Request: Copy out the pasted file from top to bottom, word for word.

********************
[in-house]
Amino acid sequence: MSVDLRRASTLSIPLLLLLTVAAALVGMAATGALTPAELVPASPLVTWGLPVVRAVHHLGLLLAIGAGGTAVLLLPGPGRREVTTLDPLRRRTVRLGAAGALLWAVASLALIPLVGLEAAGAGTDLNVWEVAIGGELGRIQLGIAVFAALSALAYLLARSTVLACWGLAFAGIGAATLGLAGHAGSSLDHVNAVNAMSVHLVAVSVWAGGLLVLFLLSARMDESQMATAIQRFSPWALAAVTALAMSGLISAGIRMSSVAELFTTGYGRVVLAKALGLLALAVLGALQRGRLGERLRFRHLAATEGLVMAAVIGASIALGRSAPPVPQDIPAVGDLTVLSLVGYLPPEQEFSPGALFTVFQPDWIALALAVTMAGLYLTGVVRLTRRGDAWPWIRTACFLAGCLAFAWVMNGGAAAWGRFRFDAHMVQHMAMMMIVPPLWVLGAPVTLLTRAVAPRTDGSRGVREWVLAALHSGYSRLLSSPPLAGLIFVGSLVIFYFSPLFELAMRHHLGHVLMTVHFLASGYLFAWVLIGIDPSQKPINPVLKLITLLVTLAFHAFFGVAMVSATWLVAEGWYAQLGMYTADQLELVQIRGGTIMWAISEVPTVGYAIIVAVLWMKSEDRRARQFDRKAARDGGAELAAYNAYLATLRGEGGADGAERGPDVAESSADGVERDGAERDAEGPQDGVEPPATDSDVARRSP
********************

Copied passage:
[in-house]
Amino acid sequence: MSVDLRRASTLSIPLLLLLTVAAALVGMAATGALTPAELVPASPLVTWGLPVVRAVHHLGLLLAIGAGGTAVLLLPGPGRREVTTLDPLRRRTVRLGAAGALLWAVASLALIPLVGLEAAGAGTDLNVWEVAIGGELGRIQLGIAVFAALSALAYLLARSTVLACWGLAFAGIGAATLGLAGHAGSSLDHVNAVNAMSVHLVAVSVWAGGLLVLFLLSARMDESQMATAIQRFSPWALAAVTALAMSGLISAGIRMSSVAELFTTGYGRVVLAKALGLLALAVLGALQRGRLGERLRFRHLAATEGLVMAAVIGASIALGRSAPPVPQDIPAVGDLTVLSLVGYLPPEQEFSPGALFTVFQPDWIALALAVTMAGLYLTGVVRLTRRGDAWPWIRTACFLAGCLAFAWVMNGGAAAWGRFRFDAHMVQHMAMMMIVPPLWVLGAPVTLLTRAVAPRTDGSRGVREWVLAALHSGYSRLLSSPPLAGLIFVGSLVIFYFSPLFELAMRHHLGHVLMTVHFLASGYLFAWVLIGIDPSQKPINPVLKLITLLVTLAFHAFFGVAMVSATWLVAEGWYAQLGMYTADQLELVQIRGGTIMWAISEVPTVGYAIIVAVLWMKSEDRRARQFDRKAARDGGAELAAYNAYLATLRGEGGADGAERGPDVAESSADGVERDGAERDAEGPQDGVEPPATDSDVARRSP